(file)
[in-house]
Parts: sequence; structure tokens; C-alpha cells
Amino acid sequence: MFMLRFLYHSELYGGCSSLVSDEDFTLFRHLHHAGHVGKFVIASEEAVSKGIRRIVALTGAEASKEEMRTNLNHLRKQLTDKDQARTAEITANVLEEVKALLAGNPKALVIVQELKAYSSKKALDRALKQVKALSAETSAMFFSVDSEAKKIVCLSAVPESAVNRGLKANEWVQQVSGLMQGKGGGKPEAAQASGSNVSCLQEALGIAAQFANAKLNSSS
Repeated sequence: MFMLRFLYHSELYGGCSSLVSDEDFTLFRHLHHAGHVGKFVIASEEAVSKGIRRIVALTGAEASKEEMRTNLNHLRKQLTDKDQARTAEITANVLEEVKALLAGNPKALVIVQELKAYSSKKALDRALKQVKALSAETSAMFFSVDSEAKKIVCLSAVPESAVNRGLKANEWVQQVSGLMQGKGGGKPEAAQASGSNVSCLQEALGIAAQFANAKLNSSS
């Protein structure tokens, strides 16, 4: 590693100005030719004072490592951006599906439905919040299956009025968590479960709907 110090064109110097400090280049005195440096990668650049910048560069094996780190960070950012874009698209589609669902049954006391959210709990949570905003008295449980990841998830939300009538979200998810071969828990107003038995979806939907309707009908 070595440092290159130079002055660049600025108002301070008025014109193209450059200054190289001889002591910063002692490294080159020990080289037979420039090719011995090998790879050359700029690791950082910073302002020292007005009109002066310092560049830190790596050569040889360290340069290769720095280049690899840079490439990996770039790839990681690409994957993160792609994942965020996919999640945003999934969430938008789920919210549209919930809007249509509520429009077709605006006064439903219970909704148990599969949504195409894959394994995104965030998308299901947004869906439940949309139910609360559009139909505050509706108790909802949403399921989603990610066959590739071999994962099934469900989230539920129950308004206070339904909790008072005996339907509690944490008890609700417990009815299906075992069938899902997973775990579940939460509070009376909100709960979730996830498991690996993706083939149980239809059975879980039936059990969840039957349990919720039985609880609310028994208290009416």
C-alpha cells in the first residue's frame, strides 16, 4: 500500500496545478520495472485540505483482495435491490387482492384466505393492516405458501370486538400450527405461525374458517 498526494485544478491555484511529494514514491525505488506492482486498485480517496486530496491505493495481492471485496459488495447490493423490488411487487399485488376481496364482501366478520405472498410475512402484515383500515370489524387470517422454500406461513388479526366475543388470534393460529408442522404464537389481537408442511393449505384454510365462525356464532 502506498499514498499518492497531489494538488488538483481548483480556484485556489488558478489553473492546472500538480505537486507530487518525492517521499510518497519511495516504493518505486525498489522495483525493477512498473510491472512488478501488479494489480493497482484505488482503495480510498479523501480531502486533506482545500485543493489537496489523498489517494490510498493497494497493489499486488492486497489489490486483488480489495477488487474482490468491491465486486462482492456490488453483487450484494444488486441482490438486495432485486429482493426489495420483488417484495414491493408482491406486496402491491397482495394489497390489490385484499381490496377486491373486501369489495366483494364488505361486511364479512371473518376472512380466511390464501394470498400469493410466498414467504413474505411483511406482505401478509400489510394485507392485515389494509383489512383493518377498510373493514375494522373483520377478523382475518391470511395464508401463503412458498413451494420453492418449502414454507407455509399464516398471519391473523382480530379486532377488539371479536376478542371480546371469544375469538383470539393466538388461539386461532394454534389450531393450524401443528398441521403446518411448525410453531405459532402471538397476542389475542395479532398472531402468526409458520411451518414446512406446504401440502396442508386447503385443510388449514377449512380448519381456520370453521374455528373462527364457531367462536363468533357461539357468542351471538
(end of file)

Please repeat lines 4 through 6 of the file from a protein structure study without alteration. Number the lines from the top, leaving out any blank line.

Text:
Repeated sequence: MFMLRFLYHSELYGGCSSLVSDEDFTLFRHLHHAGHVGKFVIASEEAVSKGIRRIVALTGAEASKEEMRTNLNHLRKQLTDKDQARTAEITANVLEEVKALLAGNPKALVIVQELKAYSSKKALDRALKQVKALSAETSAMFFSVDSEAKKIVCLSAVPESAVNRGLKANEWVQQVSGLMQGKGGGKPEAAQASGSNVSCLQEALGIAAQFANAKLNSSS
């Protein structure tokens, strides 16, 4: 590693100005030719004072490592951006599906439905919040299956009025968590479960709907 110090064109110097400090280049005195440096990668650049910048560069094996780190960070950012874009698209589609669902049954006391959210709990949570905003008295449980990841998830939300009538979200998810071969828990107003038995979806939907309707009908 070595440092290159130079002055660049600025108002301070008025014109193209450059200054190289001889002591910063002692490294080159020990080289037979420039090719011995090998790879050359700029690791950082910073302002020292007005009109002066310092560049830190790596050569040889360290340069290769720095280049690899840079490439990996770039790839990681690409994957993160792609994942965020996919999640945003999934969430938008789920919210549209919930809007249509509520429009077709605006006064439903219970909704148990599969949504195409894959394994995104965030998308299901947004869906439940949309139910609360559009139909505050509706108790909802949403399921989603990610066959590739071999994962099934469900989230539920129950308004206070339904909790008072005996339907509690944490008890609700417990009815299906075992069938899902997973775990579940939460509070009376909100709960979730996830498991690996993706083939149980239809059975879980039936059990969840039957349990919720039985609880609310028994208290009416």
C-alpha cells in the first residue's frame, strides 16, 4: 500500500496545478520495472485540505483482495435491490387482492384466505393492516405458501370486538400450527405461525374458517 498526494485544478491555484511529494514514491525505488506492482486498485480517496486530496491505493495481492471485496459488495447490493423490488411487487399485488376481496364482501366478520405472498410475512402484515383500515370489524387470517422454500406461513388479526366475543388470534393460529408442522404464537389481537408442511393449505384454510365462525356464532 502506498499514498499518492497531489494538488488538483481548483480556484485556489488558478489553473492546472500538480505537486507530487518525492517521499510518497519511495516504493518505486525498489522495483525493477512498473510491472512488478501488479494489480493497482484505488482503495480510498479523501480531502486533506482545500485543493489537496489523498489517494490510498493497494497493489499486488492486497489489490486483488480489495477488487474482490468491491465486486462482492456490488453483487450484494444488486441482490438486495432485486429482493426489495420483488417484495414491493408482491406486496402491491397482495394489497390489490385484499381490496377486491373486501369489495366483494364488505361486511364479512371473518376472512380466511390464501394470498400469493410466498414467504413474505411483511406482505401478509400489510394485507392485515389494509383489512383493518377498510373493514375494522373483520377478523382475518391470511395464508401463503412458498413451494420453492418449502414454507407455509399464516398471519391473523382480530379486532377488539371479536376478542371480546371469544375469538383470539393466538388461539386461532394454534389450531393450524401443528398441521403446518411448525410453531405459532402471538397476542389475542395479532398472531402468526409458520411451518414446512406446504401440502396442508386447503385443510388449514377449512380448519381456520370453521374455528373462527364457531367462536363468533357461539357468542351471538